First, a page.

5. Support an FAO Revolution. FAO should be the beacon of political light that is shone on hunger. FAO should be populated by people who can support processes to end hunger, but who can also articulate the outrage of hunger. I don't agree with everything Olivier de Schutter, the UN's Special Rapportuer on the right to food, says but his voice is present where it counts. FAO needs senior leaders who can generate as much energy and passion about the issue as Olivier can.


david rieff said...

Excellent post. The point you make that, "We are not 'on the verge of another food crisis', we are in the midst of an on-going food crisis," is, I think, the essential one. I suppose my question is whether you truly think that the kind of systemic reform you are advocating ---'decoupling agricultural commodity price speculation from the prices consumers have to pay,' 'regulating land purchases,' etc. --- are really possible without a fundamental reform of the capitalist system
> --- that is, a reform that would in effect ring-fence food from capitalism, the way social democratic countries have done with health at least to some extent? My own view is that this is really not possible, and that the reason things are going in the wrong direction can be directly correlated to the move within the development community to view multinational corporations as friendly partners rather than groups whose interests are diametrically opposed to those of the poor in the case of food (though not, to be clear, in all cases and all economic sectors --- telephony being a good example).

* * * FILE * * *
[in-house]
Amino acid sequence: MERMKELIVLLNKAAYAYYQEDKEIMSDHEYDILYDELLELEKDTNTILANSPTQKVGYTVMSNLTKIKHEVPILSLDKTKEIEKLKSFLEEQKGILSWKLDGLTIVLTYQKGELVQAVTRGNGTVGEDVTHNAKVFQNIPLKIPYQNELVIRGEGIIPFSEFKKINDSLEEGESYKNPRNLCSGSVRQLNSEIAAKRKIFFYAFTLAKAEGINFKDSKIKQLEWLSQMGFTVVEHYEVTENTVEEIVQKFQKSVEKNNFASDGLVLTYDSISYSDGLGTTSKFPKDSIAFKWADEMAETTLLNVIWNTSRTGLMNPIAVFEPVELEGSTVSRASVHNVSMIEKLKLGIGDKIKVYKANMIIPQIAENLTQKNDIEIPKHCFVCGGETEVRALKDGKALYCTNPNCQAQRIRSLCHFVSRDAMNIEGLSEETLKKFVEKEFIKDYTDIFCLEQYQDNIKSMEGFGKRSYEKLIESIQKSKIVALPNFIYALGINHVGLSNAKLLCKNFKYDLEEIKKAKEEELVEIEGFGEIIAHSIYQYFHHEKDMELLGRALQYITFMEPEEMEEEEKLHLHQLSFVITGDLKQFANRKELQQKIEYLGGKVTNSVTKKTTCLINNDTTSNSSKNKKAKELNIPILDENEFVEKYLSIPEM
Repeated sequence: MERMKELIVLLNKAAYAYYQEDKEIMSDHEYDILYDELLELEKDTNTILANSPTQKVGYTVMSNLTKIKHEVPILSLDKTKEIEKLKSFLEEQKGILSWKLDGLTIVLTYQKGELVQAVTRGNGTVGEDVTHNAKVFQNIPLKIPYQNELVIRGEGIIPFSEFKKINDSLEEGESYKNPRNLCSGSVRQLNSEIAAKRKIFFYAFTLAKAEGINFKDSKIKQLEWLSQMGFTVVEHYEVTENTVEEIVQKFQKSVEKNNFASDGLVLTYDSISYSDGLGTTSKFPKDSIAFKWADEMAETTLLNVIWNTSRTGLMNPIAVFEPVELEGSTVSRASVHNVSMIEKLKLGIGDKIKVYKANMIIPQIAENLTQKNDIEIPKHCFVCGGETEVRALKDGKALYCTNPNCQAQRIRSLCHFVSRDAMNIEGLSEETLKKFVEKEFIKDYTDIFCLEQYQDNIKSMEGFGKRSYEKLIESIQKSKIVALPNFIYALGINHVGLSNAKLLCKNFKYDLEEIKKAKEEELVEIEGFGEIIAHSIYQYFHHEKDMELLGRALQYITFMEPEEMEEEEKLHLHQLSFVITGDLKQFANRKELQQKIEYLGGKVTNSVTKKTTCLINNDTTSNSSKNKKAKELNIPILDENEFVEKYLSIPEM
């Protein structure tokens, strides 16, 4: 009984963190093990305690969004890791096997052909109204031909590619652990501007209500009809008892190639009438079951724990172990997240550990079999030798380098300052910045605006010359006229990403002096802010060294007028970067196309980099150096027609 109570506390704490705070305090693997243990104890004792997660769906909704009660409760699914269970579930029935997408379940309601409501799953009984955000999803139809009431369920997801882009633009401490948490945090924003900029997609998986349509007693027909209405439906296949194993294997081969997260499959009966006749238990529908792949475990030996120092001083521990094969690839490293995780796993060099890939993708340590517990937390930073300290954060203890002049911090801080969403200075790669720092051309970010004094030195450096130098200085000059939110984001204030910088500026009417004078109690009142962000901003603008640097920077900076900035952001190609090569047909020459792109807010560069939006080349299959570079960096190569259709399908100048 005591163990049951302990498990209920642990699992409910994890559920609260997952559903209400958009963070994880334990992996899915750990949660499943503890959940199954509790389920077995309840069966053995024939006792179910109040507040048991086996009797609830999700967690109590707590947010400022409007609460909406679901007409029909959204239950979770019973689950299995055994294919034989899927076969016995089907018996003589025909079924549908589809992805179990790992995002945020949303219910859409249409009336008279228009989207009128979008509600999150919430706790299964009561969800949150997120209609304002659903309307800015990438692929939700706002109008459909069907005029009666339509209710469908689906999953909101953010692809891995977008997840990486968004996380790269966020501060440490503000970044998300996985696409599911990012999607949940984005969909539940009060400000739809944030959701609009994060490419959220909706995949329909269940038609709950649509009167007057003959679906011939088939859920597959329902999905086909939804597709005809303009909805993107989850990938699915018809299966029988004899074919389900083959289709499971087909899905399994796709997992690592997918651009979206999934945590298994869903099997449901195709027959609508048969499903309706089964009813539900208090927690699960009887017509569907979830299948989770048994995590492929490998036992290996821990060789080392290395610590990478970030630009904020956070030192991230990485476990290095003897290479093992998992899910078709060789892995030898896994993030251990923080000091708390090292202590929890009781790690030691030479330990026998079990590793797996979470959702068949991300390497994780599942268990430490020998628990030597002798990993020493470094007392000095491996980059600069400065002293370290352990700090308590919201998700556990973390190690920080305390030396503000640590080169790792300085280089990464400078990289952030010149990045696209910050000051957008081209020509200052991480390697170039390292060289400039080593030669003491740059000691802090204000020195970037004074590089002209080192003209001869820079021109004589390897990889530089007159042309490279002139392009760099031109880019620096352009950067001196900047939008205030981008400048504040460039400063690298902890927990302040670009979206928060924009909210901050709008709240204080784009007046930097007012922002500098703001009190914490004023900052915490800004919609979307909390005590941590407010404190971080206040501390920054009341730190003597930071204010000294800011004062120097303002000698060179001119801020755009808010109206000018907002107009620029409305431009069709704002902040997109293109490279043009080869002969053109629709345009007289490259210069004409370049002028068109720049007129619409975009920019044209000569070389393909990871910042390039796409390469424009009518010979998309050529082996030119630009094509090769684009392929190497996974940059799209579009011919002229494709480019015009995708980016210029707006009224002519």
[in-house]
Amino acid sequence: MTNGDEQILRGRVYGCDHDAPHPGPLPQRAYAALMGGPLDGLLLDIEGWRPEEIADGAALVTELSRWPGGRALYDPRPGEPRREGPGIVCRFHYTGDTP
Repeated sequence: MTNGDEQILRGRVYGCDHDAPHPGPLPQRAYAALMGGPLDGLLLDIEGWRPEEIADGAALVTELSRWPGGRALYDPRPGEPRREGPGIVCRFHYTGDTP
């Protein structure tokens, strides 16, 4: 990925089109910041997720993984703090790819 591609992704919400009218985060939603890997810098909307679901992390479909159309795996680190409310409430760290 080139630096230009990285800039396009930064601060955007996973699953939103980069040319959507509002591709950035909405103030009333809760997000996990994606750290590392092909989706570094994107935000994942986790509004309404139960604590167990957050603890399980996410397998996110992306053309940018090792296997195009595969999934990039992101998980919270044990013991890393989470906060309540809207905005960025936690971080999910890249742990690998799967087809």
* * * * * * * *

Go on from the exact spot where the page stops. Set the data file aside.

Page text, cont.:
> I was interested to read your comment that you don't always agree with Olivier. But surely, the minimum requirement to beginning to move out of the impasse we are now in is his rights-based approach, which, precisely, insists that food is not a commodity 'like' any other. Do you in fact disagree with this? And if you do, what is a viable alternative? You speak of the 'construction of outrage,' but you know as well as I do that outrage at what is, unless accompanied by a credible account of what should be, is not going to do much to secure the aims you want to see realized.

lawrence said...

david, one your first question, I think we just have to come up with solutions from within the existing capitalist system...even health systems will not be ring-fenced in the emerging economies, so we have no choice..

on rights, yes, I fully beleive in respect, protect, facilitate and fulfil as a starting point, but there are many ways that foundation can be built upon..

thanks for great comments, as usual

Anonymous said...

Re your fifth point, Spanish newspapers say that Moratinos, the candidate for the FAO DG post, is attending the Bildelberg Club meeting in St. Moritz this week-end.http://ecodiario.eleconomista.es/espana/noticias/3142043/06/11/Guia-del-Club-Bildelberg-El-selecto-club-se-reune-de-
The secrecy surrounding the club provokes much speculation about its intent, but many see it as committed to imposing a rather scary "new world order". Even if this is an exaggeration, the secrecy surrounding the event and who goes to it seems at odds with the democratic view of the world that many of us claim to subscribe to. One wonders whether, if elected, Moratinos would feel himself accountable to the 100 members of the Club or to the 191 member nations of FAO; to the rich and powerful, or those now deprived, by erring global and national policies, of food.

mensajes movistar said...

I am agree with @david rieff

Tommy Smith said...

I bet what was lacking here is the proper budget distribution of the countries concerned with this political agenda. Reform will always be a hard word, but why not right?

Anonymous said...

Nice post!